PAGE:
Imagine, you are driving to work and you notice that the car in front of you is driving out of the lane. They keep changing their speed or making sudden choices. You look more closely and you realize that they are texting while driving. It is lucky that you are paying attention because another person might not have been.
Despite this common scenario that most all drivers have encountered before, 86% of people say that would need a lot of convincing to actually think that texting while driving is dangerous. According to Risk Analysis, people who do text and drive are 6 times more likely to be involved in an accident, but at the same time, despite the evidence that this behavior is dangerous, the fear of missing out and separation anxiety stop people from putting down their phone behind the wheel.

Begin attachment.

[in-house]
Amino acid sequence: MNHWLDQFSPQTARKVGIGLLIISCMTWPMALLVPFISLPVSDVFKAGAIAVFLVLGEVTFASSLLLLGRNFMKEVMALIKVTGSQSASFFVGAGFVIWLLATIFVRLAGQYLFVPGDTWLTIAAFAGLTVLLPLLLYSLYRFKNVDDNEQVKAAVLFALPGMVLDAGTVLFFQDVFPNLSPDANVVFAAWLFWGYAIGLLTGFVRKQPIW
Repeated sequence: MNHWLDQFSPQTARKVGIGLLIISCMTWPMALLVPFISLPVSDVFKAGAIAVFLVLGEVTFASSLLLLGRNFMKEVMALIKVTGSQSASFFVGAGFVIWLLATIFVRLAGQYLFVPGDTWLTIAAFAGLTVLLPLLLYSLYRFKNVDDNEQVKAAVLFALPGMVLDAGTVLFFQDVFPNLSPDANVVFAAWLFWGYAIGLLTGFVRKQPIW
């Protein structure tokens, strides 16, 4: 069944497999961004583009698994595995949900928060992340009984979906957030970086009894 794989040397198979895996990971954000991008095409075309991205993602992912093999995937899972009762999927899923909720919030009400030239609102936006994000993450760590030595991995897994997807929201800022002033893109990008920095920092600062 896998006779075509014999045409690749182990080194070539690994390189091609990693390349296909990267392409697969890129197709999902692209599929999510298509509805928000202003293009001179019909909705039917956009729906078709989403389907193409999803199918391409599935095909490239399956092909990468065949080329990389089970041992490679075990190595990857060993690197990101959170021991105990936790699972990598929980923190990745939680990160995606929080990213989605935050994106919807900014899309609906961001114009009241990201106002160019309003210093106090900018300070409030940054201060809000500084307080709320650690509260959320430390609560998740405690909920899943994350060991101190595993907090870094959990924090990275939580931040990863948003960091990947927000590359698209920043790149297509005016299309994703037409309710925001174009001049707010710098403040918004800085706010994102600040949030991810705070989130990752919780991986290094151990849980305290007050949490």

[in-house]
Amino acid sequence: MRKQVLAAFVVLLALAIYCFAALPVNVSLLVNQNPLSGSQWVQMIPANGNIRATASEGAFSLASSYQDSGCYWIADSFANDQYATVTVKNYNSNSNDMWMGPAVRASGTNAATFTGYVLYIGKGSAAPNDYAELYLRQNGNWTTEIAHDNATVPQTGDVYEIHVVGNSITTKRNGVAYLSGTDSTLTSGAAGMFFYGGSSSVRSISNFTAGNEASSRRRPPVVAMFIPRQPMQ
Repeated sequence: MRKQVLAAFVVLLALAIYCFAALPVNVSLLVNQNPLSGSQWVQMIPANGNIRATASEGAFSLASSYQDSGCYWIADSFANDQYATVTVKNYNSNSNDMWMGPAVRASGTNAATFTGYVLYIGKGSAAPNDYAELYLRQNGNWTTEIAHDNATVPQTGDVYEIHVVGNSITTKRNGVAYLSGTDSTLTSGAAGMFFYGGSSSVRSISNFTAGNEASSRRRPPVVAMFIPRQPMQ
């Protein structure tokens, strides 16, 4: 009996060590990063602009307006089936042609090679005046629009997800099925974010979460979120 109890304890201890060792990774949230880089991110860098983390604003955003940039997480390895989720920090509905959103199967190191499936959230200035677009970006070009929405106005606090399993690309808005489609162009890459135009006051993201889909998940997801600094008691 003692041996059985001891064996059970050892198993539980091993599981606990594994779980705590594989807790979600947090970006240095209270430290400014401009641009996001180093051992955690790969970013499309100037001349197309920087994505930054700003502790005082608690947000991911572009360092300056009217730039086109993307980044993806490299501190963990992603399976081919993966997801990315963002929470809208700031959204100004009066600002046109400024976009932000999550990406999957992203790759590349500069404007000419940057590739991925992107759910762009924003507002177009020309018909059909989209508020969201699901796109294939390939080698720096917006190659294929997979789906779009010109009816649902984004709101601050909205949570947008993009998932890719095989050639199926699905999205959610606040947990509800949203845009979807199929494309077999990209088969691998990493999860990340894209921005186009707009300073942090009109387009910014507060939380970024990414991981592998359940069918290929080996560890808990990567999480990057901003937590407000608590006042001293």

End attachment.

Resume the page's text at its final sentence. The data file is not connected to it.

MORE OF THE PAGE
The report also found that cell phones have been involved in 1/4 of all car accidents. But what the cell phone is being used for changes the risk level. For example, talking on your cell phone increases the risk of an accident by 2.2 times, but texting increases the risk by 6.1 times. Something else that is important to note is that the longer the person had their license, the higher the likelihood they don’t use their phone while driving.
So how do we convince people that distracted driving is a serious issue? The study showed that high traffic conditions and law enforcement were effective deterrents. Right now in Florida, texting while driving is still only a secondary offense. If it was a primary offense, you could get pulled over solely for texting.
Encourage those around you and those you drive with to not use their phone while they are driving. If you are the passenger, you be the navigation and the DJ, don’t let the driver use their phone.